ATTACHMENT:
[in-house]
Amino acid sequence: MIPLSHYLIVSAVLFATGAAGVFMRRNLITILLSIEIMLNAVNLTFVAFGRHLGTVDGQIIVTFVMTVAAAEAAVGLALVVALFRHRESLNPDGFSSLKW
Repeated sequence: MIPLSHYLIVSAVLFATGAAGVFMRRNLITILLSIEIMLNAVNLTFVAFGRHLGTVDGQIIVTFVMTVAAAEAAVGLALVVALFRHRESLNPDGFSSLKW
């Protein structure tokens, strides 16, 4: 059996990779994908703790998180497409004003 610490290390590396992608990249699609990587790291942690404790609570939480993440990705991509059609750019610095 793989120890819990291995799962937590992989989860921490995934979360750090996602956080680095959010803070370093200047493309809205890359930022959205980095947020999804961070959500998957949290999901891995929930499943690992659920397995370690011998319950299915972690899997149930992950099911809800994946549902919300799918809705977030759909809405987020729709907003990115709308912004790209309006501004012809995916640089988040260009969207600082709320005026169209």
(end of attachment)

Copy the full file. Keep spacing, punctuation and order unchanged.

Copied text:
[in-house]
Amino acid sequence: MIPLSHYLIVSAVLFATGAAGVFMRRNLITILLSIEIMLNAVNLTFVAFGRHLGTVDGQIIVTFVMTVAAAEAAVGLALVVALFRHRESLNPDGFSSLKW
Repeated sequence: MIPLSHYLIVSAVLFATGAAGVFMRRNLITILLSIEIMLNAVNLTFVAFGRHLGTVDGQIIVTFVMTVAAAEAAVGLALVVALFRHRESLNPDGFSSLKW
């Protein structure tokens, strides 16, 4: 059996990779994908703790998180497409004003 610490290390590396992608990249699609990587790291942690404790609570939480993440990705991509059609750019610095 793989120890819990291995799962937590992989989860921490995934979360750090996602956080680095959010803070370093200047493309809205890359930022959205980095947020999804961070959500998957949290999901891995929930499943690992659920397995370690011998319950299915972690899997149930992950099911809800994946549902919300799918809705977030759909809405987020729709907003990115709308912004790209309006501004012809995916640089988040260009969207600082709320005026169209």